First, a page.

Please use this identifier to cite or link to this item:
|Title:||Leaf Litter Decomposition In Native Forest, Plantation Of Pterogyne Nitens And Eucalyptus Urophylla In Southwestern Bahia|
|Title Alternative:||Decomposição Da Serapilheira Foliar De Floresta Nativa E Plantios De Pterogyne Nitens E Eucalyptus Urophylla No Sudoeste Da Bahia|
Da Gama-Rodrigues E.F.
De Oliveira F.G.R.B.
De Paula A.
|Abstract:||The decomposition process regulates the accumulation of litter and nutrient cycling in forest ecosystems, being central to its maintenance. The objective of this study was to evaluate the dynamics of leaf litter decomposition in three forest ecosystems (semideciduous forest Montana and homogeneous stands of Pterogyne nitens Tul. and Eucalyptus urophylla ST Blake), located in Vitória da Conquista, Bahia, Brazil. To evaluate the decomposition, newly fallen leaves on the ground of trees and shrubs in each of the studied toppings were collected. The sheets were dried at 65 °C, and thereafter, 10 g portions were weighed and placed in litter bags, which were randomly distributed on the surface of the forest floor in each of the areas studied. Five litter bags at random were collected after 30, 60, 90, 120, 150 and 180 days of installation. After collection, the material contained in each litter bag was subjected to drying in an oven at 65 °C and weighed. Based on the obtained masses were estimated the percentage of the remaining mass, the rate of decomposition (k) and half-life time of the litter (t1/2). For chemical characterization three subsamples were separated from the dried leaf litter, which were ground and analyzed by determination of the total nitrogen, carbon, polyphenols, lignin and cellulose. The decomposition was related to environmental variables (precipitation, temperature and humidity) and the microenvironment (temperature and soil moisture).The total accumulated litter varied significantly between the settlements studied, the highest value was observed in the area of Eucalyptus urophylla (12,7 Mg ha-1), followed by native forest (6,9 Mg ha-1) and Pterogyne nitens (1,1 Mg ha-1). At the end of the six months of the experiment, Eucalyptus urophylla showed the greatest remaining mass (73,6%), followed by native forest (67,8%) and Pterogyne nitens (46,3%). The decomposition constant (k) was higher in litter of Pterogyne nitens (0,0054 g g-1 day), with lower values for native forest (0,0016 g g-1 day) and Eucalyptus urophylla (0,0015 g g-1day). The rate of decomposition of leaf litter of the peopling of Pterogyne nitens is in a superior position in relation to rates of native forest and stand of Eucalyptus urophylla, which provides the largest species ability to recycle organic matter and nutrients. The decomposition process in the studied ecosystems is influenced not only by the quality of the litter but also by the quality of their microenvironment. © 2016, Universidade Federal de Santa Maria. All rights reserved.|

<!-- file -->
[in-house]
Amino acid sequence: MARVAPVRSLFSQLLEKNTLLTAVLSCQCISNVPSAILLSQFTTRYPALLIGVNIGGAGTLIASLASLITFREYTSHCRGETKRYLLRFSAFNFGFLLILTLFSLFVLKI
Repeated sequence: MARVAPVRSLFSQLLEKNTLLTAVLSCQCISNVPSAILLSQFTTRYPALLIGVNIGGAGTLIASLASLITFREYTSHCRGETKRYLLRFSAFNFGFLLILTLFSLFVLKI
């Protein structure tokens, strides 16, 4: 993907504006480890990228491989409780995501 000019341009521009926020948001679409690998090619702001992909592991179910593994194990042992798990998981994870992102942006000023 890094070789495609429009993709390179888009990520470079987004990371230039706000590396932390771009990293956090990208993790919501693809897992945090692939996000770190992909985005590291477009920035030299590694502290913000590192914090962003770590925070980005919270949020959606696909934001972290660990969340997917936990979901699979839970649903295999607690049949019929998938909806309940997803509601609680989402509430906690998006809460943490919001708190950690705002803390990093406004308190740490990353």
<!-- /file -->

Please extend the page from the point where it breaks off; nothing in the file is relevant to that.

|Editor:||Universidade Federal de Santa Maria|
|Citation:||Ciencia Florestal. Universidade Federal De Santa Maria, v. 26, n. 4, p. 1141 - 1153, 2016.|
|Appears in Collections:||Unicamp - Artigos e Outros Documentos|
Items in DSpace are protected by copyright, with all rights reserved, unless otherwise indicated.